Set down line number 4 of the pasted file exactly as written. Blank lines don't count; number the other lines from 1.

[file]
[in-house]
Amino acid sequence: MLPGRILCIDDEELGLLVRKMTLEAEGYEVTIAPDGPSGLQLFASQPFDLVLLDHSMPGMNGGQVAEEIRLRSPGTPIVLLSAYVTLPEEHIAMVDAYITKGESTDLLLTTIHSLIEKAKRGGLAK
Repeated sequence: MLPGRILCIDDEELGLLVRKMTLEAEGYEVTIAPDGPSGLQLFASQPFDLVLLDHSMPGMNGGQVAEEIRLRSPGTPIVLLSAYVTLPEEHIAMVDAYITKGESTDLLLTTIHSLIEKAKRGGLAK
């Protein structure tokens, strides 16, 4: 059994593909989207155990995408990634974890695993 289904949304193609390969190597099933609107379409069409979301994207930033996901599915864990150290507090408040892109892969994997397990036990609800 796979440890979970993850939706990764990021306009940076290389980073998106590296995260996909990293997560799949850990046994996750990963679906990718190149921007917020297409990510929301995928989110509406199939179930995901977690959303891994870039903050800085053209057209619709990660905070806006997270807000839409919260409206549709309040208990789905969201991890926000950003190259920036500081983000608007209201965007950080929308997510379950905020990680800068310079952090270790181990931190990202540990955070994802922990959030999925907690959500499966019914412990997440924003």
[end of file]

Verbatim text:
């Protein structure tokens, strides 16, 4: 059994593909989207155990995408990634974890695993 289904949304193609390969190597099933609107379409069409979301994207930033996901599915864990150290507090408040892109892969994997397990036990609800 796979440890979970993850939706990764990021306009940076290389980073998106590296995260996909990293997560799949850990046994996750990963679906990718190149921007917020297409990510929301995928989110509406199939179930995901977690959303891994870039903050800085053209057209619709990660905070806006997270807000839409919260409206549709309040208990789905969201991890926000950003190259920036500081983000608007209201965007950080929308997510379950905020990680800068310079952090270790181990931190990202540990955070994802922990959030999925907690959500499966019914412990997440924003």